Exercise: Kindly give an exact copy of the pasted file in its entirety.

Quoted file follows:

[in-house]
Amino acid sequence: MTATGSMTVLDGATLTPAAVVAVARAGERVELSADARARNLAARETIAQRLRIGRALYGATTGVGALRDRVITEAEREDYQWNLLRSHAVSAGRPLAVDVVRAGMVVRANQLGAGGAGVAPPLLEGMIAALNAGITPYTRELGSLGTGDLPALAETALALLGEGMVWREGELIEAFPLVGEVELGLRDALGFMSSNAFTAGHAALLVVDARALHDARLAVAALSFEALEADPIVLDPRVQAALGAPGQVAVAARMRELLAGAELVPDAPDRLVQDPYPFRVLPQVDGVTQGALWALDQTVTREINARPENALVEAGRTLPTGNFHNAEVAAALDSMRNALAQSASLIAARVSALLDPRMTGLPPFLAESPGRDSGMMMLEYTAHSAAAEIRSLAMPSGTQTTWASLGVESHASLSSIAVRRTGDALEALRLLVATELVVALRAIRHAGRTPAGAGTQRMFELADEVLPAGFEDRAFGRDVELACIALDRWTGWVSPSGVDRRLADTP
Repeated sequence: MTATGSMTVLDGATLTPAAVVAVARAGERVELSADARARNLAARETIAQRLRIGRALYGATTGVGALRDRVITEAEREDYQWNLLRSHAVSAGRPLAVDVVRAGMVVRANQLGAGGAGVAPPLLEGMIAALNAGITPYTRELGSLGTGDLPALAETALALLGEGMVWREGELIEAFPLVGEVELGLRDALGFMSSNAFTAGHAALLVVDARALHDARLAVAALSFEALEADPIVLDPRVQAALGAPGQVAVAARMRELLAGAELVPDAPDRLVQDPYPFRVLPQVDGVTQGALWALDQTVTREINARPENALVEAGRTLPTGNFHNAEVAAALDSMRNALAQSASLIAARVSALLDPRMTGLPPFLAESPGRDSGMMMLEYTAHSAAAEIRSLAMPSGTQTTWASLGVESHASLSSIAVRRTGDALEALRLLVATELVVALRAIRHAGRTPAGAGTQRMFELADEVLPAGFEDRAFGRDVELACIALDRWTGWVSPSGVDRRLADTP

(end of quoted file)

[in-house]
Amino acid sequence: MTATGSMTVLDGATLTPAAVVAVARAGERVELSADARARNLAARETIAQRLRIGRALYGATTGVGALRDRVITEAEREDYQWNLLRSHAVSAGRPLAVDVVRAGMVVRANQLGAGGAGVAPPLLEGMIAALNAGITPYTRELGSLGTGDLPALAETALALLGEGMVWREGELIEAFPLVGEVELGLRDALGFMSSNAFTAGHAALLVVDARALHDARLAVAALSFEALEADPIVLDPRVQAALGAPGQVAVAARMRELLAGAELVPDAPDRLVQDPYPFRVLPQVDGVTQGALWALDQTVTREINARPENALVEAGRTLPTGNFHNAEVAAALDSMRNALAQSASLIAARVSALLDPRMTGLPPFLAESPGRDSGMMMLEYTAHSAAAEIRSLAMPSGTQTTWASLGVESHASLSSIAVRRTGDALEALRLLVATELVVALRAIRHAGRTPAGAGTQRMFELADEVLPAGFEDRAFGRDVELACIALDRWTGWVSPSGVDRRLADTP
Repeated sequence: MTATGSMTVLDGATLTPAAVVAVARAGERVELSADARARNLAARETIAQRLRIGRALYGATTGVGALRDRVITEAEREDYQWNLLRSHAVSAGRPLAVDVVRAGMVVRANQLGAGGAGVAPPLLEGMIAALNAGITPYTRELGSLGTGDLPALAETALALLGEGMVWREGELIEAFPLVGEVELGLRDALGFMSSNAFTAGHAALLVVDARALHDARLAVAALSFEALEADPIVLDPRVQAALGAPGQVAVAARMRELLAGAELVPDAPDRLVQDPYPFRVLPQVDGVTQGALWALDQTVTREINARPENALVEAGRTLPTGNFHNAEVAAALDSMRNALAQSASLIAARVSALLDPRMTGLPPFLAESPGRDSGMMMLEYTAHSAAAEIRSLAMPSGTQTTWASLGVESHASLSSIAVRRTGDALEALRLLVATELVVALRAIRHAGRTPAGAGTQRMFELADEVLPAGFEDRAFGRDVELACIALDRWTGWVSPSGVDRRLADTP